Coordination in Global Health and Its Costs

Document Type

Conference Proceeding

Publication Date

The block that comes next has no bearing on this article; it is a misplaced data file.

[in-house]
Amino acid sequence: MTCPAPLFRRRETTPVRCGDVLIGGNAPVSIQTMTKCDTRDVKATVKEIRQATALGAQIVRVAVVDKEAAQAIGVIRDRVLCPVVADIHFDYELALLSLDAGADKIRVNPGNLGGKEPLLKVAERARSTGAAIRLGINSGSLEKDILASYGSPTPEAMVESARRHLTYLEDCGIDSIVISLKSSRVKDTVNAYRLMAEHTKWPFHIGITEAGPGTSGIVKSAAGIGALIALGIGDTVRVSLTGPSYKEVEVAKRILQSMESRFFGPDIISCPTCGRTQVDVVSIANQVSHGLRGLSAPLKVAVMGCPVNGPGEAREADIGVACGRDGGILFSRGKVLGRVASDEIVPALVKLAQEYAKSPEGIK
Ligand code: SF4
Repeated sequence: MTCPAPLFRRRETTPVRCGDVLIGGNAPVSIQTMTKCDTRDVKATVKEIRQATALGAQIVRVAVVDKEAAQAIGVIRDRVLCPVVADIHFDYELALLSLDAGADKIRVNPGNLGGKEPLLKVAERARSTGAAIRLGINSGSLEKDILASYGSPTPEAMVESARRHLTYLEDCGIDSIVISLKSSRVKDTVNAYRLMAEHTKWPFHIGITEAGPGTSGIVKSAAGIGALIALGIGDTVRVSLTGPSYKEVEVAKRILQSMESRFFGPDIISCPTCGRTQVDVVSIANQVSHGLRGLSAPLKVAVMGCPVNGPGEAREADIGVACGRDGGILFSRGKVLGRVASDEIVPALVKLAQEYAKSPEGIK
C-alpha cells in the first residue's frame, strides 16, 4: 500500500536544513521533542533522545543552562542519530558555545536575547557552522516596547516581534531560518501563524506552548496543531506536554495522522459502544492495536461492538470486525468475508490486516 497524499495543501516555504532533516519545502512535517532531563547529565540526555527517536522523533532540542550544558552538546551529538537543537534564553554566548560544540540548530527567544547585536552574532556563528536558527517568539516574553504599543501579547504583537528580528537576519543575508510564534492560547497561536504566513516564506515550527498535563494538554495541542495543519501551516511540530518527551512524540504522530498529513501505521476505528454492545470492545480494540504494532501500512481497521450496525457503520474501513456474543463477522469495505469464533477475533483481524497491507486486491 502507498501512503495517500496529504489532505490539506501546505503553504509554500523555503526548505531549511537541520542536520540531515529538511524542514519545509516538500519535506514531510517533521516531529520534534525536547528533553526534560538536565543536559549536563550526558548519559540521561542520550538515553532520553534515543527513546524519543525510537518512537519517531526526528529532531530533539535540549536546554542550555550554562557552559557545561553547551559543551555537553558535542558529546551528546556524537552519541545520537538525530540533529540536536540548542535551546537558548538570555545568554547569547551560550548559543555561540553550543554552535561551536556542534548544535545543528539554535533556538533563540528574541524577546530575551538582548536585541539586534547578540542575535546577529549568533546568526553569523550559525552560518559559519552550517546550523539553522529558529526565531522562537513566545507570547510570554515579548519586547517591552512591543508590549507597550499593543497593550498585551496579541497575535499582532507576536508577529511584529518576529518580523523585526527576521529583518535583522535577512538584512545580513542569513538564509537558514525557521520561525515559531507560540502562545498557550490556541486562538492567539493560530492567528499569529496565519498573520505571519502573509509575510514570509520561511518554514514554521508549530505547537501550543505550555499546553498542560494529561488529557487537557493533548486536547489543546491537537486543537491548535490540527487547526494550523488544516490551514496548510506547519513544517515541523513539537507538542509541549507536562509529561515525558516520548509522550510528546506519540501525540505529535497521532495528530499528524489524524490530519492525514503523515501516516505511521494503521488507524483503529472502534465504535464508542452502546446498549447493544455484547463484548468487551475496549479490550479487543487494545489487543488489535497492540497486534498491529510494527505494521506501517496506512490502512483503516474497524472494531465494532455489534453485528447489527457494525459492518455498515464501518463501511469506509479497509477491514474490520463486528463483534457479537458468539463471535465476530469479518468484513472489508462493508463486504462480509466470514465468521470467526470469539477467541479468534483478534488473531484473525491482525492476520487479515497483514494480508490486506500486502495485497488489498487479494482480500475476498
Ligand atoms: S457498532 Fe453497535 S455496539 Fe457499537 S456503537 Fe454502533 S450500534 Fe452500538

Just as health problems cross borders, they also range widely across the competences of the organizations that have as their aim the provision of health services and the improvement of health outcomes-whether those organizations are international institutions, governments, private-sector bodies, or civil society groups. For any particular problem, multiple organizations may have separate capabilities that when put together might, more efficiently and effectively, solve or ameliorate health problems. While coordination and cooperation among many public and private, international and national, organizations have always been recognized at some level as important, the challenges and opportunities presented today in global health are unique, and hence the coordination imperative has become even greater. As a consequence, experimentation in the structures of organizational cooperation has been considerable. Here, I very briefly focus on three points pertaining to contemporary coordination and cooperation in global health: why it is that the commitment to coordination is greater now than in the past; the variety of organizational means employed for the achievement of such coordination; and the challenges that stem from coordination.


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